DALLAS– Car buyers are headed for another round of shocks if the United Auto Workers strike doesn’t end soon, especially for popular vehicles that are already in short supply.
The number of vehicles on dealer lots will decrease as the walkout continues. Dealers will likely lose the incentives manufacturers pay them to increase sales by lowering prices.
And consumers could make the situation worse by panic buying.
Many analysts think it will be several weeks before dealership lots start to look a little empty. Ford, General Motors and Stellantis stocked up on vehicles ahead of Thursday night’s strike, and the UAW decided to limit the walkout to just three factories – at least for now.
“The guys at the dealerships will tell you, ‘The UAW this and that,’ but their lots are now full of cars,” said Ivan Drury, director of research at Edmunds, an auto industry information provider. He estimates that at current inventory levels and the pace of vehicle sales, most car buyers shouldn’t notice much change for a few months.
Detroit Three vehicles sat in inventory an average of 52 days before being sold in August, compared to 31 days at the start of last year, according to Edmunds data.
The UAW began striking factories that made only a few vehicles: Ford Broncos and Rangers, Jeep Wranglers, Chevrolet mid-size pickup trucks, and GMC vans. Dealers have good stocks of them.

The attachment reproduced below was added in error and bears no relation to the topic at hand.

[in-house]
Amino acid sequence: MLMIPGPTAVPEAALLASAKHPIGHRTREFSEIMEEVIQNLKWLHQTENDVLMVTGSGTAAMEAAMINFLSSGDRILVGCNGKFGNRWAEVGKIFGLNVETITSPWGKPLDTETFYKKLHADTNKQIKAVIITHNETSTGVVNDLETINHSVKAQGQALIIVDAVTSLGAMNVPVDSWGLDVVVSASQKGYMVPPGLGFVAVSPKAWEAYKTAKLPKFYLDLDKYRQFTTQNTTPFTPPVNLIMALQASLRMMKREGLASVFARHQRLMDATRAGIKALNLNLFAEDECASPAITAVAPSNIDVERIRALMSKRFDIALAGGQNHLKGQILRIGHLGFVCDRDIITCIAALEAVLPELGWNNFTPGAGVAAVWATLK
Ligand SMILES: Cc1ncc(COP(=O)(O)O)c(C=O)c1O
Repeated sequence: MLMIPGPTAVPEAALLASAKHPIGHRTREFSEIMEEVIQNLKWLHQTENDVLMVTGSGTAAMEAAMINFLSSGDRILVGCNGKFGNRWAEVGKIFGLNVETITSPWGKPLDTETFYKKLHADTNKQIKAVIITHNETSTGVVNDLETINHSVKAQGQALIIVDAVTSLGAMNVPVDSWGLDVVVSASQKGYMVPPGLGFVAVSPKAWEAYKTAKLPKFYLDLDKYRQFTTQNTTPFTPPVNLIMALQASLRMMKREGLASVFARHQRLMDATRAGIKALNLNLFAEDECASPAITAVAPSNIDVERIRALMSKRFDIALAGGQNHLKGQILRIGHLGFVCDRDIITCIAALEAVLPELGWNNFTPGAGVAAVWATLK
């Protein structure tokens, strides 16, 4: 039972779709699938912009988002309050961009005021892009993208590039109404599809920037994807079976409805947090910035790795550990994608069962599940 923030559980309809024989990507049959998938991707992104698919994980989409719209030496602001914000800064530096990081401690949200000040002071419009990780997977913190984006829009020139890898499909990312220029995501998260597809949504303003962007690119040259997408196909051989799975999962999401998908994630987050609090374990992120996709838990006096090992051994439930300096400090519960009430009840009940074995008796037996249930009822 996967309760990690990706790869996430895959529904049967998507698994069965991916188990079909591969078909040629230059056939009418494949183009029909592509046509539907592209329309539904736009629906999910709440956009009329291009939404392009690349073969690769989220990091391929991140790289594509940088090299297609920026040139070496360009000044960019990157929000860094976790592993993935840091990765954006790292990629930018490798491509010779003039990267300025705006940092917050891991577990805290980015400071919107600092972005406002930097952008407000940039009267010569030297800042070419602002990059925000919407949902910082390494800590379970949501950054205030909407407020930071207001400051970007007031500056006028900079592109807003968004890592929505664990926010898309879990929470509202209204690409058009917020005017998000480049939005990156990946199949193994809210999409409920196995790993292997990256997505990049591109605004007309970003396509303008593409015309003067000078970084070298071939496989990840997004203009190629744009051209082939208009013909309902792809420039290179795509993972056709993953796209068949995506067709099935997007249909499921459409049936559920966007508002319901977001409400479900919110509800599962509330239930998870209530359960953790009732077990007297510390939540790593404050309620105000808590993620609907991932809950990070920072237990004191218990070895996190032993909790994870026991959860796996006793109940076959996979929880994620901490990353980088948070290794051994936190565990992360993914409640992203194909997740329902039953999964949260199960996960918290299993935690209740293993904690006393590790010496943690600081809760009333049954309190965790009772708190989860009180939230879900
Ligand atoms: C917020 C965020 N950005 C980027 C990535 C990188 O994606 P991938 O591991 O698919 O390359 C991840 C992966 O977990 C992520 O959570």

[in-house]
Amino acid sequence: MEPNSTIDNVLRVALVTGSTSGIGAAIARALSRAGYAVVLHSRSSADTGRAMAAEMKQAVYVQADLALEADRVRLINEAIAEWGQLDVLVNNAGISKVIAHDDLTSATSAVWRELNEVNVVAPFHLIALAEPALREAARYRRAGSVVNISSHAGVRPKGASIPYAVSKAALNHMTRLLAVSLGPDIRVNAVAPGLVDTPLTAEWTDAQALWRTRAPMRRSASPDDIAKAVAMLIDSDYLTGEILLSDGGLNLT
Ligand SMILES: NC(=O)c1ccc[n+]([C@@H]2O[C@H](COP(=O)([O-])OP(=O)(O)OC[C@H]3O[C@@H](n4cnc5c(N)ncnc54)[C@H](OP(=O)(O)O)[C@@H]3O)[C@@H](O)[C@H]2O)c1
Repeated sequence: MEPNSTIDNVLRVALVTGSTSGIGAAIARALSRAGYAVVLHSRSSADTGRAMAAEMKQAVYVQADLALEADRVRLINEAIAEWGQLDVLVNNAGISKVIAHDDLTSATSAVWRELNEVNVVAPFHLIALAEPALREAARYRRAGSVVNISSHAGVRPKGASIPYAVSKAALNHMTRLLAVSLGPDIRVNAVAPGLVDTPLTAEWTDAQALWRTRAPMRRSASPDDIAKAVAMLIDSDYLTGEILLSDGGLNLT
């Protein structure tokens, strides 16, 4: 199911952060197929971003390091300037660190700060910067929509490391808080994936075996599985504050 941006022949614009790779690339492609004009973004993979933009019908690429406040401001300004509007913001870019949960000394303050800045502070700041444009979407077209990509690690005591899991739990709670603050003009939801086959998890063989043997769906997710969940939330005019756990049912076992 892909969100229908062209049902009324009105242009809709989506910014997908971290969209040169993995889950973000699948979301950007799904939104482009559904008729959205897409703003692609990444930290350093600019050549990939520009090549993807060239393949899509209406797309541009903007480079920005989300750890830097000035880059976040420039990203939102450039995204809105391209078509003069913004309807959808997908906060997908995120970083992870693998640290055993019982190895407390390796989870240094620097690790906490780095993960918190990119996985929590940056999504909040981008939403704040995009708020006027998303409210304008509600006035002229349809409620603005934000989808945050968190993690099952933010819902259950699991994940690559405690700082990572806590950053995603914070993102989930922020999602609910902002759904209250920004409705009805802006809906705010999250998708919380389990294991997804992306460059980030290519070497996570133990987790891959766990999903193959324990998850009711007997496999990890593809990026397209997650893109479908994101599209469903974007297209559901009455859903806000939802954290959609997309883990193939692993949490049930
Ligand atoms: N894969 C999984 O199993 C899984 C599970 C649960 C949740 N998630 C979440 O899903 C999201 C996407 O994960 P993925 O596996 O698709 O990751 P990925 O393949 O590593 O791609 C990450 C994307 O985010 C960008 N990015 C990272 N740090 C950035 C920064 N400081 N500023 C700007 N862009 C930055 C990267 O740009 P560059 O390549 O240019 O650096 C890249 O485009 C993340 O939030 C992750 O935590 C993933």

However, if the strike does not end soon, there could be shortages of certain makes and models – big sellers or vehicles already in shortage, such as the Chevrolet Silverado and Tahoe, GMC Sierra and Ford F-Series pickup trucks. . Automakers have factories in Mexico that could continue producing some models, provided they have a supply of parts.
Whether the supply of cars to Detroit’s Big Three will depend largely on how long the strike lasts and how quickly it spreads to other factories – rumors swirled Friday that additional factories could be added next week. next week – there are other factors.
Garrett Nelson, an auto analyst at CFRA Research, expects manufacturers to eliminate the incentives they pay dealers to increase sales. These incentives allow dealers to reduce their sticker prices and often target slower-selling models.
The biggest wild card could be consumer psychology – panic buying that would drive up prices.
“The impact on prices would be almost instantaneous,” says Nelson. “Dealers will say, ‘Look, we don’t know how many more vehicles we’re going to get.’ There could be some panic effect that could encourage consumers to make this purchase as soon as possible.”
As cars from Ford, GM and Fiat Chrysler’s successor Stellantis become harder to find, there will be a ripple effect. Consumers who need a vehicle would likely turn to non-union competitors like Toyota, Honda and Tesla, which could charge them more.
“You’ll start to see pricing being affected everywhere – not just new segments of the business,” says Drury. “Used car values, which have seen a slight decline from last year’s highs, may begin to recover” as consumers look for an affordable alternative to new vehicles.